Thursday, August 9, 2018

Paved Dixie Highway to Go Through Asheville, Benefit Hendersonville, 1918

“Many Benefits From Dixie Highway,” from The Hendersonville Visitor as reprinted in the French Broad Hustler, Hendersonville, N.C., Aug. 8, 1918

The people of Hendersonville should be interested in the fact that Asheville has won a place on the Dixie Highway, for all the advantages which will be secured by Asheville will also be secured by Hendersonville. The following clipping, taken from the Asheville Energy, a monthly organ of the Asheville Board of Trade, tells of some of these advantages:

“The winning of a place for Asheville on the Dixie Highway, and the incorporation of the road from Knoxville to Waynesboro, Georgia, as a part of the great Dixie Highway system is a distinct accomplishment, bringing extraordinary advantages to Asheville that will grow year after year. Already a larger number of inquiries as to the route and condition of the road from the west into Asheville is apparent in the mail at the Board of Trade office. During the latter part of May twenty army trucks, big Nash Quad Four Wheel Drive cars, passed through Asheville from the west to Camp Wadsworth at Spartanburg. A large number of other army trucks and cars have passed over this part of the Dixie Highway to the south and east. An increasing number of tourist cars are coming into Asheville from the west. With the opening of the eastern branch of the Dixie Highway north of Knoxville to Lexington, Ky., a decided increase will be felt as quickly as the opening of that line becomes known. Col. A.T. Sanford, director for East Tennessee, stated at the Chattanooga meeting of the Dixie Highway directors that he fully expected the Eastern branch to be ready for use this fall. A change of route was made, taking away the highway from two counties north of Knoxville, moving the line farther to the west passing through Clinton Coal Creek, La Follette and Jellico, where there is a passable road now.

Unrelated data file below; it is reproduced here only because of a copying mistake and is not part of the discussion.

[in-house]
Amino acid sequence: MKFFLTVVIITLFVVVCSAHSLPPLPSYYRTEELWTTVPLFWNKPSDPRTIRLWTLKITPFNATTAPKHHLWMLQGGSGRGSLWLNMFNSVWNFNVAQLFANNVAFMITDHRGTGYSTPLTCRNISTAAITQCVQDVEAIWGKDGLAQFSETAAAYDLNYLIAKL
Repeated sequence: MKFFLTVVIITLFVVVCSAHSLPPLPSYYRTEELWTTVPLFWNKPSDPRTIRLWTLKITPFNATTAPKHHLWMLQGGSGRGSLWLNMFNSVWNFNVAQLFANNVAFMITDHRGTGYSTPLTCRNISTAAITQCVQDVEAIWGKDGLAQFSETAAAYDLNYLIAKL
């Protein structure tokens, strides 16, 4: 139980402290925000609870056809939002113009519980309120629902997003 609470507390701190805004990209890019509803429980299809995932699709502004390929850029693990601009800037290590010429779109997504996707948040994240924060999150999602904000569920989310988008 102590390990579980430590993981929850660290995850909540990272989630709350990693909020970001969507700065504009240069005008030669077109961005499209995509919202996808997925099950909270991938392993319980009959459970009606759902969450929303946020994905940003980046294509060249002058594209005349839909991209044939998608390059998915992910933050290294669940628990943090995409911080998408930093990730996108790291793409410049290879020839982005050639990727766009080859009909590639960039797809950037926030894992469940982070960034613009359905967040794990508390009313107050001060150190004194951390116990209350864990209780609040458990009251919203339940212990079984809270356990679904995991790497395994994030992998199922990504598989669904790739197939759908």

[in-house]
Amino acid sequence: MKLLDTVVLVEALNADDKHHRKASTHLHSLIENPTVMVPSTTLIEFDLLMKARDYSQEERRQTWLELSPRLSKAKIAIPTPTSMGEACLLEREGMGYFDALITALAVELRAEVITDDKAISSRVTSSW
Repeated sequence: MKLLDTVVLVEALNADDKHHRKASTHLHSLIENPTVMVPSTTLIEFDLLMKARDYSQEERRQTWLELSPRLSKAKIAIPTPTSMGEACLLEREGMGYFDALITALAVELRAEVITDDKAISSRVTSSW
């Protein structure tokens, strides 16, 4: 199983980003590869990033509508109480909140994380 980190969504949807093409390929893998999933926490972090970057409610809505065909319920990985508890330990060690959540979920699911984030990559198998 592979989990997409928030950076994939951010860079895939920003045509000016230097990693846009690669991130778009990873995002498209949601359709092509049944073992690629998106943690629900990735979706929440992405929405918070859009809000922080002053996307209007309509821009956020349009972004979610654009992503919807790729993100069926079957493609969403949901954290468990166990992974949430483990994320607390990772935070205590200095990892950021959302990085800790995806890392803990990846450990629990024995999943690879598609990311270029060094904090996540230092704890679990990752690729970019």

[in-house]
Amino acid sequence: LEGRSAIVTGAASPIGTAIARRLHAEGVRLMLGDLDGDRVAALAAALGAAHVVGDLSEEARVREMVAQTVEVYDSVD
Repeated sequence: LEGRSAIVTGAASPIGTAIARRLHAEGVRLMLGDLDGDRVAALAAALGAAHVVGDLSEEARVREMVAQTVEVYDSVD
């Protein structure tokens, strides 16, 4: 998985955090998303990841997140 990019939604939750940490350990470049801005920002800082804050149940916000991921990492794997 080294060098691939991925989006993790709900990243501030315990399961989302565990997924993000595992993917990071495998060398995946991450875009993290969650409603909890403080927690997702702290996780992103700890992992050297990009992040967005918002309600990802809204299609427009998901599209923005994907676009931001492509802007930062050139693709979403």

N. Buckner of Asheville and T.W. Cothran of Greenville, S.C., were elected directors to represent the Carolina Division of the Dixie Highway, by which the new addition will be known. When the concrete is finished on the line between Asheville and the Henderson county line and the three miles of asphalt beyond Weaverville shall be completed, there will be about 26 miles of paved road on the Dixie Highway in Buncombe county. The mile and a half of clay road from Ivy bridge toward Blackstock is now being sanded by thirty-eight wagons and the work will be completed at an early date. Rapid progress is being made on the laying of the cement road toward the Henderson county line, and the county force is now ready to enter the cutoff at Busbee, which will leave the main road open to Hendersonville for the entire summer. The cutoff is about a mile and a half or two miles long, and will keep the concrete force and grading force busy during the busy months of July and August, when the last remaining short link of the main road is to be concreted. It is said that this is the only concrete road in the South outside of the incorporated limits of cities.”

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